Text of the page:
Companies such as Altria rely on farmers for tobacco supply. Since the 1930s, the U.S. government regulated the tobacco market under a quota system, where a farmer could grow only a fixed amount of the crop. This restriction in supply, along with government initiatives such as the provision of low interest loans, guaranteed minimum price and grower cooperatives (bought unsold tobacco), and made the crop a rather profitable one for farmers to grow. However, in 2004, this system ended with the introduction of a $9.6 billion buyout program, which paid farmers a fixed sum annually to help them transition to free markets. This, coupled with dwindling tobacco volumes, have led to plummeting profits, against which, farmers have lost their bargaining power. The loss in the degree of bargaining power for suppliers in the U.S. is evident from the statement below made by Marvin Eaton, a farmer who currently supplies tobacco to Altria and Reynolds — “The companies, they’re in control, and if they don’t want Marvin Eaton raising tobacco and I can’t make a living on what they say they’re going to pay me for, then I, Marvin Eaton needs to get him something else he enjoys doing.”

— Bargaining Power of Buyers: In some cases, powerful buyers could exert a downward pressure on prices to reduce industry profitability. Bargaining power here depends on factors such as the number of buyers in the market, availability of substitutes, and the number of firms producing the product.

In the tobacco industry, at large, bargaining power of buyers may be lower. Part of this is solely based on the addictive nature of the product involved. In general, tobacco companies tend to have a greater command on pricing since there will always be a proportion of the population that will buy cigarettes irrespective of its price. Furthermore, cigarette demand in general is price inelastic, i.e. demand is less responsive to changes in price. Now, with the Reynolds-Lorillard merger, and further consolidation in the industry, buyers could lose out further on bargaining power since they would have fewer substitutes to turn to in the situation that any one firm resorts to price hikes.

— Threat of Substitutes: A substitute product can be anything that is produced in a different industry but manages to meet the same needs. In the case of tobacco, this would entail over-the-counter products such as nicotine patches, gum, nasal sprays, lozenges, and other products. With growing awareness about the ill-effects of smoking and regulatory crackdown on the industry making the product expensive, many Americans have been opting for tobacco substitutes. Furthermore, there are hardly any costs associated with switching to an alternate in this case. For instance, if a smoker smoking a pack of cigarettes costing $5.50 chooses to quit, he can save up to $1,980 in a year. Even the cost of nicotine replacements is far lower than that of cigarettes, in that the smoker could save anything between $11-$47 a week depending on his choice of therapy. (See: Choice of Over-the-Counter Nicotine Replacement Therapy – Factsheet) Such savings could be a huge incentive for smokers to kick the habit going forward. However, new on the block are e-cigarettes, which have been seeing unprecedented growth over the past few years. Big tobacco companies such as Altria have been capitalizing on the opportunity in this realm, which could go on to benefit them. However, while e-cigarettes could be an effective tool for “damage control,” it is highly unlikely that they will actually go on to offset the losses coming in from a declining market.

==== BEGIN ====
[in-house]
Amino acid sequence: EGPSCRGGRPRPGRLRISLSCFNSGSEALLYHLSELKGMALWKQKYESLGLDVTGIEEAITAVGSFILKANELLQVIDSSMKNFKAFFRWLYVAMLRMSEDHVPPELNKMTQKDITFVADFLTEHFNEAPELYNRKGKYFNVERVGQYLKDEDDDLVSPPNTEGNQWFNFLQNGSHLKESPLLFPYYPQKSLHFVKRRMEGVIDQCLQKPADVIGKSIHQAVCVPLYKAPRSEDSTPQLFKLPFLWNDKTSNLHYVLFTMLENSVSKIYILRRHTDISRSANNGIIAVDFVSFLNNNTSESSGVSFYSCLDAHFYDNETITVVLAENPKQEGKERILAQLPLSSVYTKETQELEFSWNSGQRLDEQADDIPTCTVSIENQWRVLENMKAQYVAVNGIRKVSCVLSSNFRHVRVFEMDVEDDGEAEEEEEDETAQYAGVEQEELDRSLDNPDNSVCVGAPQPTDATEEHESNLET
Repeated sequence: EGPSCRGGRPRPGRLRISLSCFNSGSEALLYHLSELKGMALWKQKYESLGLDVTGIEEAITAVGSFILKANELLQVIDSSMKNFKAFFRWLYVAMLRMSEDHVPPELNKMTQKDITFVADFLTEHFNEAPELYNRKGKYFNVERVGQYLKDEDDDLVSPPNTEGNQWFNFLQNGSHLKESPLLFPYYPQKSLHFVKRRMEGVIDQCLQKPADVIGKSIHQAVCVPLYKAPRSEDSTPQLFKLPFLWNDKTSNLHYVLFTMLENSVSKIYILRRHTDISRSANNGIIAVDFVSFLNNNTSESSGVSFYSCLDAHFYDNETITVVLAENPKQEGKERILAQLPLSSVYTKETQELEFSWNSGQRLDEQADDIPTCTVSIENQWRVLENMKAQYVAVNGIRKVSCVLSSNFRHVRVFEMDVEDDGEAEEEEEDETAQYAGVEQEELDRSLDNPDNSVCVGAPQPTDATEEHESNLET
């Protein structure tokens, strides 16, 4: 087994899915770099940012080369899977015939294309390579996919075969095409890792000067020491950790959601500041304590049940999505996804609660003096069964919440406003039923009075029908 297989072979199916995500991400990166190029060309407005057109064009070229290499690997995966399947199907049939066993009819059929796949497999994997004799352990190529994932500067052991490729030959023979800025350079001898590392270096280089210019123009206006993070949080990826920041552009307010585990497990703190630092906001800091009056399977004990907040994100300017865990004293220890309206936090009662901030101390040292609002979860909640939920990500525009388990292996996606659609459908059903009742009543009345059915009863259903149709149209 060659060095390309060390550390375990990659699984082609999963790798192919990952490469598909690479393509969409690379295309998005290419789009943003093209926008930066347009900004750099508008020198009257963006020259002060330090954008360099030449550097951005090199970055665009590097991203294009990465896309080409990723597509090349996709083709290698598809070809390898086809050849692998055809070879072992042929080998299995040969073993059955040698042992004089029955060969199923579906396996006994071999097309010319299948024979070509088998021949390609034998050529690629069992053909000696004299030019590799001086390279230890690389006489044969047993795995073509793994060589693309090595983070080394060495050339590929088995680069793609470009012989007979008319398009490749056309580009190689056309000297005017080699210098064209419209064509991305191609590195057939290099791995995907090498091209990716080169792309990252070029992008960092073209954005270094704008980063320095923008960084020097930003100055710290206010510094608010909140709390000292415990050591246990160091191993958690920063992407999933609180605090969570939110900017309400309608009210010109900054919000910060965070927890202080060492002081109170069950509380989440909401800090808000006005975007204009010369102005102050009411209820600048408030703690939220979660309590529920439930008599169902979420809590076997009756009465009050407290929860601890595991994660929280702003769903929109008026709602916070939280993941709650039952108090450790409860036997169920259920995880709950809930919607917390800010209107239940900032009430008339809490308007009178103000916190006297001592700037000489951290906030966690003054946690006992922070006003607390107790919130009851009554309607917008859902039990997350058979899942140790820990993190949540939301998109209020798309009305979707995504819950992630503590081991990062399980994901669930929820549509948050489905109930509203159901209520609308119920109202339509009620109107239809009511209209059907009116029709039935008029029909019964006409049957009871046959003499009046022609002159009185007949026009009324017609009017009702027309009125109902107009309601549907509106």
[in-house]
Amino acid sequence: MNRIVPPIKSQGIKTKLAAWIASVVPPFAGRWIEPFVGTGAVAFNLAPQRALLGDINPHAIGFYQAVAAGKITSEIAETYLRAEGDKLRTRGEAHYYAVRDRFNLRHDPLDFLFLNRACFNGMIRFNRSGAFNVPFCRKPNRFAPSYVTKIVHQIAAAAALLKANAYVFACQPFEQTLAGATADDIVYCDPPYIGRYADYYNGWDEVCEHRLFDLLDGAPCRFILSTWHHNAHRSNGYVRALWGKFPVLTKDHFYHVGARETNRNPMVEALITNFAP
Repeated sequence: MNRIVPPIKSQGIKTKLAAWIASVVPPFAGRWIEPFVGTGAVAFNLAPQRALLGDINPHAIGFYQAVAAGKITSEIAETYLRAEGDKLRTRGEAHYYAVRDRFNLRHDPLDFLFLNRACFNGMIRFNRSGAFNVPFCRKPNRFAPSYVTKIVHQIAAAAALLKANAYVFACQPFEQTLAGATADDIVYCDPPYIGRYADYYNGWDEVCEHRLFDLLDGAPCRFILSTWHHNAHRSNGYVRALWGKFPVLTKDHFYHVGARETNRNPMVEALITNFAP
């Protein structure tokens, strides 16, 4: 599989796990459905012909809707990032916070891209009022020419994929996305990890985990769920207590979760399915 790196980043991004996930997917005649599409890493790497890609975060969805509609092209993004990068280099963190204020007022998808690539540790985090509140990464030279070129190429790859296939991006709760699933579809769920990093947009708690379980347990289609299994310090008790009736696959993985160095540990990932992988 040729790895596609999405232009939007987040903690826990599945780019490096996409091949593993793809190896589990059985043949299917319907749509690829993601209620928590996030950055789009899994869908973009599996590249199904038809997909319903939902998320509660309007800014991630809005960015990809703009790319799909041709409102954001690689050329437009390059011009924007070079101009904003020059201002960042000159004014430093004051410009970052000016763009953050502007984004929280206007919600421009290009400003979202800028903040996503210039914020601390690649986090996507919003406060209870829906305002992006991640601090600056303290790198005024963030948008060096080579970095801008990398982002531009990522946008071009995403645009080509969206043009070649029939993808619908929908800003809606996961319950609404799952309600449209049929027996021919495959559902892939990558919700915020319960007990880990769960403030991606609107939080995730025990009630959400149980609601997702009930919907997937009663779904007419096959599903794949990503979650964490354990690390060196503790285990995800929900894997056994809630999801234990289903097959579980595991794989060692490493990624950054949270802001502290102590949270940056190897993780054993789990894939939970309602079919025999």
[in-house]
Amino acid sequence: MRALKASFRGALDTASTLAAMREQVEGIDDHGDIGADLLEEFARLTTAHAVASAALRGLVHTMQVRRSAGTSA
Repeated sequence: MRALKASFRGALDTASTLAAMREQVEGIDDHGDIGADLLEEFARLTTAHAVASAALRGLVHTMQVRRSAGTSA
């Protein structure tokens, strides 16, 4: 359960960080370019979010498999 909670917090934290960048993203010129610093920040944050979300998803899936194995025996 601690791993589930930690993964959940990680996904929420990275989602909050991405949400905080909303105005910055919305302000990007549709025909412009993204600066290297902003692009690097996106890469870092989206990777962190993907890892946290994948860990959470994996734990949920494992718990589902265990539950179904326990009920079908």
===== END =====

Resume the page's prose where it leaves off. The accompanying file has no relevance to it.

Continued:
— Competitive Rivalry: The U.S. tobacco industry was already highly consolidated and this level of consolidation is expected to further intensify this year on, with the Reynolds-Lorillard merger. The post-merger Reynolds is expected to have a stronger presence with 34% of the market, as opposed to 28%, to form a stronger competitive force against Altria. Apart from this, the entity is expected to have a clear win in the Menthol market, with America’s top brand, Newport (37% market share), in its portfolio. Clearly, these two powerhouses joining forces is bound to bring in synergies in production, distribution, and promotions. In order to compete effectively, Altria may have to incur costs going forward to drive its brand presence among the masses. This is particularly true for Menthol, where Altria’s Marlboro Menthol could lose share to the likes of Newport and Camel, which have, in general, been seeing rising shares and could only benefit further from the merger.

In conclusion, while Altria could have little to worry about when it comes to factors such as new players entering the market, they could be threatened as an increasing number of smokers opt for substitutes in an attempt to quit smoking. This development, along with an intensifying competitive landscape, could threaten prospects for the company. However, further consolidation in the industry could bring with it certain advantages, particularly in the form of higher pricing power, which could ensure steady profits for Altria going forward.

Will UK e-cigarette ruling boost sales?

Health officials in Britain have for the first time endorsed e-cigarettes, saying they are 95 percent safer than tobacco equivalents and even suggesting doctors should be able to prescribe them. As Ciara Lee reports it could fuel the race to invest in the electronic devices.


On offer soon from your doctor? Maybe. A UK government agency is calling for e-cigarettes to be made available on prescription. Public Health England says the devices are about 95 percent less harmful than regular smoking. And it says they could be a gamer-changer in helping people to give up tobacco. (SOUNDBITE) (English) PROFESSOR KEVIN FENTON, PUBLIC HEALTH ENGLAND, SAYING: “As time progresses we’re going to accumulate more evidence and more data both on the use of e-cigarettes and their impacts. So we’ll be able to update our estimates in terms of the long term use. But for the short and medium term as an aid to help people to quit, we certainly want to see more people embarking on that journey.” Not everyone is convinced. Last year the World Health Organisation came out against e-cigarettes saying that governments should be regulating their use more strictly. The global tobacco industry sells about 5.7 trillion regular cigarettes a year. But the number is shrinking due to increased health awareness, weak consumer spending and higher taxes. Companies like Philip Morris and Imperial Tobacco both reported falling revenue on Wednesday from traditional cigarettes. They’re offsetting that with specialist brands and e-cigarettes are increasingly playing a part. Some firms in the industry have already bought makers of the metal devices Studies like this could fuel further investment – in a product already used by 2.6 million people in the UK.